8. The Believer's Hope (1 Thessalonians 4:13-18)Related Media
1 Thessalonians 4:13-18
Day One Study
1. Read 1 Thessalonians 4:13-18. After reading this passage, what general concerns of the Thessalonians was Paul addressing?
2. Paul described three groups of people in verses 13-15. Name the groups and differentiate between them.
3. What does Paul mean when he talks about “the rest who have no hope?” See Ephesians 2:12 also.
4. Jesus Himself defined for us what “fallen asleep” means. Discuss His comments in Luke 8:51-55 and John 11:11-15. See also Paul’s comments in 1 Corinthians 15:20-23.
Scriptural Insight: This is not sleep of the soul, however, because Paul wrote elsewhere that a Christian who is absent from his body is present with the Lord. It is rather the “sleep” of the body in the earth until it is resurrected, changed into a glorious body, and reunited with the soul. (The Bible Knowledge Commentary New Testament, p. 703)
5. So, what happens when a believer dies? See Philippians 1:20-23; Ecclesiastes 12:7 and Romans 14:7-9.
Day Two Study
6. Read 1 Thessalonians 4:13-18 and 1 Corinthians 15:35-57. Paul is addressing the Thessalonians’ specific assumed concern (verses 15-17) that Christians who have died would miss the Lord’s gathering of believers. Paul gives us a glimpse of what will occur. From the two passages, summarize the general sequence of events that will happen.
Historical Insight: “Early pagans thought of graveyards as the dwelling places of departed spirits, but they had no pleasant names for these places. The Latins cremated bodies and placed the ashes in urns set in niches. These niches looked like dovecotes, so they were called columbaria. But the Christians used the name koimatarion, from which we get cemetery. The koimatarion was the barracks of the soldiers. Thus, at death the believer falls asleep as at the sounding of Taps. But the angel will blow the trumpet of resurrection, just as the bugler sounds reveille. Then the dead in Christ will come out of the barracks of the dead, to be forever with their glorious Captain.” (Donald Grey Barnhouse, Romans Book VI, p. 113)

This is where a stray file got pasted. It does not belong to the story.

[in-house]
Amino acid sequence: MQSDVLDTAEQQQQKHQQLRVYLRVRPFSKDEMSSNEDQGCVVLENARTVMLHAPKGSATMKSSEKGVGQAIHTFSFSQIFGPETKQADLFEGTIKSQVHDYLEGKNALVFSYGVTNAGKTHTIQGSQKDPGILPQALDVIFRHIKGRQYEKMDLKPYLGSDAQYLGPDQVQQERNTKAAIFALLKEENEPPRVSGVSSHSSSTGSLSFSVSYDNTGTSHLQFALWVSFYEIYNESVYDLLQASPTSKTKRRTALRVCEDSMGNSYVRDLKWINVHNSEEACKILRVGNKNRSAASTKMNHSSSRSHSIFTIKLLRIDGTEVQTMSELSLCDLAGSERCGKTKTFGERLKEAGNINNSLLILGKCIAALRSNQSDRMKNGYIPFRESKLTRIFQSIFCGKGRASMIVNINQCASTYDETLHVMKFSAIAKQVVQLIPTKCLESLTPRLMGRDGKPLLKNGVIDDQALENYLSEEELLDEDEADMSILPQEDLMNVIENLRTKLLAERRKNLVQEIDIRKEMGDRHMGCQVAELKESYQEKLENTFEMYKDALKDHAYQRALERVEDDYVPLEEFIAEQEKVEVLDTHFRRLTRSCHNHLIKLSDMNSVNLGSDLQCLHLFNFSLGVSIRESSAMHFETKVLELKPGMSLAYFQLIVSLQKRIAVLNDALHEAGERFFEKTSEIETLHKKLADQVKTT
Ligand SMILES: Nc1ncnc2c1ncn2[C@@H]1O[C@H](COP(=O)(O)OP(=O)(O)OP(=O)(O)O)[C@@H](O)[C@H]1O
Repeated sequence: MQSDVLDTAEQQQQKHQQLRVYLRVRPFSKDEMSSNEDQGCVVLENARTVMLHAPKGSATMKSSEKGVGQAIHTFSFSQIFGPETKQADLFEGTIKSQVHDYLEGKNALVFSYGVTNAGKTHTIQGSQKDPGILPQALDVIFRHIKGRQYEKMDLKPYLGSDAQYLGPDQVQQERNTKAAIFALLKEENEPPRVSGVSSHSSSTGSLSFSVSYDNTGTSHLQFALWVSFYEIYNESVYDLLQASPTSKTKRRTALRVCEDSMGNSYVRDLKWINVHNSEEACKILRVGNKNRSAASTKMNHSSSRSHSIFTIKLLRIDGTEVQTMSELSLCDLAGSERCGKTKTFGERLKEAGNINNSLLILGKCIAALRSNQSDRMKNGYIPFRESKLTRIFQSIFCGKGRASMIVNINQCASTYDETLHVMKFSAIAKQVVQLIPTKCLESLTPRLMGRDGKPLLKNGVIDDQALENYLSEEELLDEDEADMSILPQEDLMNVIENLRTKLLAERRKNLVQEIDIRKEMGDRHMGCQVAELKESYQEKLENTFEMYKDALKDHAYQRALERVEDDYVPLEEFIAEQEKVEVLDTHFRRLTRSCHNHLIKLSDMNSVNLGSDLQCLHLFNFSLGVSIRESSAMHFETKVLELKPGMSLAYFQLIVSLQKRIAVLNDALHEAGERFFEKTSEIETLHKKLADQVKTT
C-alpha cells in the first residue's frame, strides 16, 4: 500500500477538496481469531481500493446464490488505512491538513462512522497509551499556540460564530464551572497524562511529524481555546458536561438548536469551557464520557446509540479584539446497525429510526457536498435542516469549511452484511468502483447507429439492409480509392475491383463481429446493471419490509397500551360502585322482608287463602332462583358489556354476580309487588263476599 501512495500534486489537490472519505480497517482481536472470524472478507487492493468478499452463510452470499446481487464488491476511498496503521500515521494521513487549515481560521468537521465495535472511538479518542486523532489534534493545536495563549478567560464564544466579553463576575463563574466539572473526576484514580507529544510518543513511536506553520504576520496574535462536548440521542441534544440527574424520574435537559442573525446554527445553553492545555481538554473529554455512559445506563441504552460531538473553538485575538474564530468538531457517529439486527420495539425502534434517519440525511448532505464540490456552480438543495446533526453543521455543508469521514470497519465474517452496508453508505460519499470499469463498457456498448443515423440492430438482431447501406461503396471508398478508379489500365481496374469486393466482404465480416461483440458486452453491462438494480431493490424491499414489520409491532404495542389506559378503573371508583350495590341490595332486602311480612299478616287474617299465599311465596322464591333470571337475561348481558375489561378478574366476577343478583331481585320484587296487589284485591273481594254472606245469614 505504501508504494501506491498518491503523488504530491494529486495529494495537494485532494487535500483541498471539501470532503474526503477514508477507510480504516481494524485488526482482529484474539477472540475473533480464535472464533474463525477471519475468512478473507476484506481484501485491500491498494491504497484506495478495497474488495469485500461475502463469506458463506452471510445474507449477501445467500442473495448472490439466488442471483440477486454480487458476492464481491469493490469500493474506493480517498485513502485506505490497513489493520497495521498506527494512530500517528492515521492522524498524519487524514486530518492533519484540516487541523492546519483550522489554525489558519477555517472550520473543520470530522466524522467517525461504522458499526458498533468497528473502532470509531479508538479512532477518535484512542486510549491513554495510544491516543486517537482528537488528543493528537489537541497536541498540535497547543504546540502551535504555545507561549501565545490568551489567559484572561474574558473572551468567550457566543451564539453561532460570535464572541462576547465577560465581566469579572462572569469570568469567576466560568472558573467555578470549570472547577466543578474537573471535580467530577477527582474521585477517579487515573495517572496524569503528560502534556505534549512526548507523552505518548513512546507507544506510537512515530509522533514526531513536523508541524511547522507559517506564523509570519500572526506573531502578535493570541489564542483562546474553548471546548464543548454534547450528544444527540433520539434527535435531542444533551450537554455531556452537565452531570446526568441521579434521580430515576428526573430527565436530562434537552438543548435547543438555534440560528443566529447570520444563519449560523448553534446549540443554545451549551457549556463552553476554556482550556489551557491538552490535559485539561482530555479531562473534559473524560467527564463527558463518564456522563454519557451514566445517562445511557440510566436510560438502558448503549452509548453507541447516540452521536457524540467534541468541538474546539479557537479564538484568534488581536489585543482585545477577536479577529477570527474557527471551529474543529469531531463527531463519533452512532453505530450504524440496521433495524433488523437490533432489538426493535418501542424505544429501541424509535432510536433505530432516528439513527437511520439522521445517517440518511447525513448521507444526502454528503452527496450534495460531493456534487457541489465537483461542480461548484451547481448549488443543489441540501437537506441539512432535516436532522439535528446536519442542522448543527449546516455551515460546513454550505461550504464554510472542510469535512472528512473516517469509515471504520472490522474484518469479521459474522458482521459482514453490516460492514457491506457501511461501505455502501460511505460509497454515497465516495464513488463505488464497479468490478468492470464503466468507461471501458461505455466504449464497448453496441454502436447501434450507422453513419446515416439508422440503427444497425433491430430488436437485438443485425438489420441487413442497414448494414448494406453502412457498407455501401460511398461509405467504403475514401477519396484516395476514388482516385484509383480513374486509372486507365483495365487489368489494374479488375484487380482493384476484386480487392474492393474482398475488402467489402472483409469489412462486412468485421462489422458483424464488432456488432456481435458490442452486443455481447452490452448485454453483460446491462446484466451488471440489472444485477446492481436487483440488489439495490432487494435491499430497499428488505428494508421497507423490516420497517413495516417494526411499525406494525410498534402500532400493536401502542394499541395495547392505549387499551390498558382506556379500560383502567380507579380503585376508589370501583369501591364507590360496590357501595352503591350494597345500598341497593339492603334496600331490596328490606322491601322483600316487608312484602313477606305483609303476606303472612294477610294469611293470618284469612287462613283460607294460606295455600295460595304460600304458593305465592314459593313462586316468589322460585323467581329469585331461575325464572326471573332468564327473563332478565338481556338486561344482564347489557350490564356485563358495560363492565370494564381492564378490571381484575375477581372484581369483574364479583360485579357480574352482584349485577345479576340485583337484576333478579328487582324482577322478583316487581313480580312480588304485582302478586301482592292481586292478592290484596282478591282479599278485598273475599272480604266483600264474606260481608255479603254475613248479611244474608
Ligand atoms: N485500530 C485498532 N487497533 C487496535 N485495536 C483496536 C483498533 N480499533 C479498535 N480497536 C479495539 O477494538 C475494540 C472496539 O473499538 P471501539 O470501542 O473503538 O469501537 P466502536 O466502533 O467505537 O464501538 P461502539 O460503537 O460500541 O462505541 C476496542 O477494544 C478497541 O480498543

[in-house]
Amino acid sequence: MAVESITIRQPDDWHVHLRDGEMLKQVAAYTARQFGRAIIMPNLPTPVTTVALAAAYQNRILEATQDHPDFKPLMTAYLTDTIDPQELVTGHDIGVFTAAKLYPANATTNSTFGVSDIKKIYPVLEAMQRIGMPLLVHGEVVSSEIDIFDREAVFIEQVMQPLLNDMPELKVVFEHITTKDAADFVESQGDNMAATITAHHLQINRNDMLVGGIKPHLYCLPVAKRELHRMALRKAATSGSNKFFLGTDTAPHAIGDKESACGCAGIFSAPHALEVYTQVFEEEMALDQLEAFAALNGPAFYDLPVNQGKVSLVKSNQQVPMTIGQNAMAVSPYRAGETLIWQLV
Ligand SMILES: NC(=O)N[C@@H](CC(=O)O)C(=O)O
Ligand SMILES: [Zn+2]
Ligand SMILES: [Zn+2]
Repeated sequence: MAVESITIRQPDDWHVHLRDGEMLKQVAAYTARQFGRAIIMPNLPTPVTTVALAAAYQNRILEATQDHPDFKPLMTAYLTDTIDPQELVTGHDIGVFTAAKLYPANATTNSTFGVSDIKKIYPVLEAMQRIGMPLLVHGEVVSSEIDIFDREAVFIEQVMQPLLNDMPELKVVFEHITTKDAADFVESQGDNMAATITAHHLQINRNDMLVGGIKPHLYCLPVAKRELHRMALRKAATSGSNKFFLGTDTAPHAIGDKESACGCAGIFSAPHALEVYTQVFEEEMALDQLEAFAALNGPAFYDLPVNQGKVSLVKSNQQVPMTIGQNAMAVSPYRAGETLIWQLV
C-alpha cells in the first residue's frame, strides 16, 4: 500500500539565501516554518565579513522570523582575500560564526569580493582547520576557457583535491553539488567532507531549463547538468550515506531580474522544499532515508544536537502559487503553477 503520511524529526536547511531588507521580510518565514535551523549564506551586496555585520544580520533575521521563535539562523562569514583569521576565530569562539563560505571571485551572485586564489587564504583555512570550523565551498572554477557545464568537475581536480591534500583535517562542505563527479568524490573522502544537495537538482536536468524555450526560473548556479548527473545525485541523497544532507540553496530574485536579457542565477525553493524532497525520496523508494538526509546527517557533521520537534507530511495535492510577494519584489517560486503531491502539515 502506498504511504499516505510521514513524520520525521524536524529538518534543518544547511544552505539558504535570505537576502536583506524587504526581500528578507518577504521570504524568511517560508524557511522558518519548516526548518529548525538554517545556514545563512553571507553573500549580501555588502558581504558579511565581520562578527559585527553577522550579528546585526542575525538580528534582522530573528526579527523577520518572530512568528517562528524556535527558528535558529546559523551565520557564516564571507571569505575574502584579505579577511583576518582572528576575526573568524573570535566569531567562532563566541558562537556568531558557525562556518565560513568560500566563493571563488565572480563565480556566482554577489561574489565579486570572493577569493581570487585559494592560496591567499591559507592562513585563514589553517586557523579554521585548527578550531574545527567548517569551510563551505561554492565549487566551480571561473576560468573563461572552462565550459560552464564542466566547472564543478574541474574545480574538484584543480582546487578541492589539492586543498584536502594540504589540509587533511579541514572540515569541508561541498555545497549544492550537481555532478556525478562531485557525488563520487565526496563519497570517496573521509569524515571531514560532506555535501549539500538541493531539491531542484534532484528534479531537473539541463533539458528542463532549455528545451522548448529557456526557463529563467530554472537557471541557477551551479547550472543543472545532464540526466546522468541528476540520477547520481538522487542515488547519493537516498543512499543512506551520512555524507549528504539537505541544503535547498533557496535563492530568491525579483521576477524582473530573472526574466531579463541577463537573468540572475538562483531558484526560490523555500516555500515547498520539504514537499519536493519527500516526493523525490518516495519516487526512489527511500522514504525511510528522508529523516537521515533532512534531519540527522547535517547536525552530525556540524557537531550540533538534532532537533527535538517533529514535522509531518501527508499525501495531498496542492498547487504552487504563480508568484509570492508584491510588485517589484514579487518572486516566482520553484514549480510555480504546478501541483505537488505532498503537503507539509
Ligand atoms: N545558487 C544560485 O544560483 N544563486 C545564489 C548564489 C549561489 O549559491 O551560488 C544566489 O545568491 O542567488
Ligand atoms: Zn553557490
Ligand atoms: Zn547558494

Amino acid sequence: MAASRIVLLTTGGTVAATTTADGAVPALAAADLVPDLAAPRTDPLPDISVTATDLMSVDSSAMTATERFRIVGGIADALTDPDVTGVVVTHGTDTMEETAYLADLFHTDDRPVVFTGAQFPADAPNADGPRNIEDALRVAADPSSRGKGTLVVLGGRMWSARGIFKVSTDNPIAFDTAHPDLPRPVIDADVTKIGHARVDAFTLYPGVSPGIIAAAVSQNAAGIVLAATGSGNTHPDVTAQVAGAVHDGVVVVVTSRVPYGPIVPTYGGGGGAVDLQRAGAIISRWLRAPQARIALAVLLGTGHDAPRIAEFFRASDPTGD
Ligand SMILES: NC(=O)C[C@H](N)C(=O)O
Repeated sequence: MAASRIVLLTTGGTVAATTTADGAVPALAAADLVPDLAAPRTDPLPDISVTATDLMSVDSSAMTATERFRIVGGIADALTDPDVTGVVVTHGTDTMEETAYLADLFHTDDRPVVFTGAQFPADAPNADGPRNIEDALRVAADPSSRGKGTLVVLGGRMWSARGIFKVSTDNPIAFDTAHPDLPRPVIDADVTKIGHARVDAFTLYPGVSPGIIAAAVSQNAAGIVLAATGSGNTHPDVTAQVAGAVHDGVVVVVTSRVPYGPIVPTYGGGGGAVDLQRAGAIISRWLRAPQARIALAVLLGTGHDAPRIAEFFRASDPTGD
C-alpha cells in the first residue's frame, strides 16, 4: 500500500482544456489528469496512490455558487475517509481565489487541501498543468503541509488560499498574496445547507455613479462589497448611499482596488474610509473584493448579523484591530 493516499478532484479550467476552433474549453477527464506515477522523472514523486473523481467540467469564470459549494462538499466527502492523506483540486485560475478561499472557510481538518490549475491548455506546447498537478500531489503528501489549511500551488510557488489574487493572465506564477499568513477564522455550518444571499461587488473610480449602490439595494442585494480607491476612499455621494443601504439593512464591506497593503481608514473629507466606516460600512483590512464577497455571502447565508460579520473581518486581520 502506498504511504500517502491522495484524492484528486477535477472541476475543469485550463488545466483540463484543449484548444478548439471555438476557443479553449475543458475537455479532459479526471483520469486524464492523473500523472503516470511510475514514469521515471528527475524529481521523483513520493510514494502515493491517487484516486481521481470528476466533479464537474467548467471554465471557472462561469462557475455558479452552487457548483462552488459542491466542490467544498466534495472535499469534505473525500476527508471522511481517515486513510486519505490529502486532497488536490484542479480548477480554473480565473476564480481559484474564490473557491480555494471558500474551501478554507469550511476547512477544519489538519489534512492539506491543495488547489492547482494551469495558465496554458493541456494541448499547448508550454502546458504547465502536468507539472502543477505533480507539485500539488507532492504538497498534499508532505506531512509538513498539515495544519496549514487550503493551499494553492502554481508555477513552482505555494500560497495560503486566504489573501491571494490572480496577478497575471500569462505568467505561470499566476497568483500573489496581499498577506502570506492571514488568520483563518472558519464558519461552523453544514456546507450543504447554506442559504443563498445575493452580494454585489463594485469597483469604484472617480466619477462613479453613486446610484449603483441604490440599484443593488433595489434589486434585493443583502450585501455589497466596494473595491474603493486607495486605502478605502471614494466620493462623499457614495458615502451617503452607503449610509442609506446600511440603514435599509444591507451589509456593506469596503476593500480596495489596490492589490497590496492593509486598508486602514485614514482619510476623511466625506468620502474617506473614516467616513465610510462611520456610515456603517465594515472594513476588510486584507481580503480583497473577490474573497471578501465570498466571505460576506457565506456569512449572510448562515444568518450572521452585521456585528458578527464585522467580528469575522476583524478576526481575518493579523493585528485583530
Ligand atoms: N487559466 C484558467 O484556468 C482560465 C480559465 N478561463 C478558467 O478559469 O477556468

7. The modern phrase “The Rapture” comes from the Latin rapturo which is translated “caught up” in 1 Thessalonians 4:17. Describe the experience of all believers upon meeting the Lord in the air. See also Philippians 3:21 and 1 John 3:2. Paul calls this our “blessed hope” in Titus 2:13.
8. What will the resurrection body be like? See also Luke 24:13-43 and 1 Corinthians 15:35-58.
9. Gaining Perspective: Doesn’t that make you excited about what He has planned for you? Feel free to use any creative means (poem, prose, song, drawing, craft) to describe your anticipation of this glorious event.
Day Three Study
10. Read 1 Thessalonians 4:13-18 and 1 Corinthians 15:35-57. To the Greek mind, the resurrection of the body was an absurd idea. Check out the reaction to Paul’s sermon in Athens in Acts 17:31-32. Read 1 Corinthians 15:12-20 again. Why is it absolutely essential to the Christian faith?
11. Then, where does the believer go? Glean your answer from all the passages above as well as John 14:1-3.
12. Deeper Discoveries (optional): Contrast the Christian view of afterlife and the dead with several other religions.
13. How would Paul’s words have encouraged the Thessalonians?
14. Gaining Perspective: What have you learned from this lesson so far to give you assurance and comfort about death of a believer, including your own death?
Day Four Study
14. Read 1 Thessalonians 4:13-18. Read 1 Peter 1:3-9. Discuss what is promised to believers.
15. Gaining Perspective: Discuss your willingness to trust God and be content not knowing when Christ will return but living as if it were today. See Matthew 24:36-42.
16. Gaining Perspective: Remember a time in your life when you had lost hope? This is what the Thessalonians were going through. What renewed your hope? Read Hebrews 6:17-20.
Think About It: The man who has lived and died in Christ is still in Christ even in death and will rise in Him. (William Barclay)